The French high speed train stops at the station. The door opens. An old man steps in with a groan, carrying a large, worn rectangular canvas green bag. He's wearing shorts and a fluorescent sleeveless jacket. His skin is burnt a cherry red brown. There's an ugly whiff of old sweat, unwashed skin. He barks his destination at me. I answer and when he replies - in English- "Excellent", we get talking. He has a strange dent in his forehead, the size of a bullet, bloodshot red eyes. We chat about Spain, where he lives part of each year and France, where I live for all of each year.
"It's a cruel world now", he says, "There's no empathy, no kindness".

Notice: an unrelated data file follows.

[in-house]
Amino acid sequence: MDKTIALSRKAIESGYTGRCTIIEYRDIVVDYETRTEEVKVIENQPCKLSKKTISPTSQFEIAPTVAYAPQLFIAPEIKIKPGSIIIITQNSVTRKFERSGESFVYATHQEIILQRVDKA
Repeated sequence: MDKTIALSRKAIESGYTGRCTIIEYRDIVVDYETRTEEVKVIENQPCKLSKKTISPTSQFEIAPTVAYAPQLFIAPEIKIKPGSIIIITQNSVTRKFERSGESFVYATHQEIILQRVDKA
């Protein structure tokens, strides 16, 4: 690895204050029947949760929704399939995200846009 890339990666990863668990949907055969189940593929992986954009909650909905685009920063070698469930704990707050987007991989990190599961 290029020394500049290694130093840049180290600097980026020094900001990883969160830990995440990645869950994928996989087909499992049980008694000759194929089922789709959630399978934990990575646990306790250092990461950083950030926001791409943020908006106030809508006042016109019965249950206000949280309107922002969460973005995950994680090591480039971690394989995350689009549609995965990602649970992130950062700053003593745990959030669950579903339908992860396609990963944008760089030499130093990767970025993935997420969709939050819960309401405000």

"I like your bag", I say, "Did you make it?"
He explains that he's had the green canvas bag for over twenty years. It contains his bike, a sleeping bag, a small tent and a change of shoes. "I'm in my late seventies", he says, "Every year I cycle the 800 miles between my house in Spain and a French port, to get the boat back to England. I've been on the road since March, but it got too hot, so I took the train". He wheezes, wipes bloodshot eyes with a crumpled checked handkerchief.
He describes how he cycles through the mountains, uses the pass where the pilgrims walk, "los peligrinos", he says in Spanish. "Saint Jacques de Compostelle", I say in French. He's been riding along the same mountain pass for over twenty-five years,
"I've met so many strange folk on that road. Last time, there were two Dutch women from Holland. They were pulling a cart by hand. I told them it's sixteen miles up that mountain. They just laughed. Sturdy they were".
When we arrive at the station, we get off together. "I'll just wind my way up to a campsite"he says with a smile. In the hazy brilliant orange light, I drive home, thinking of the old man and his rectangular green canvas bag.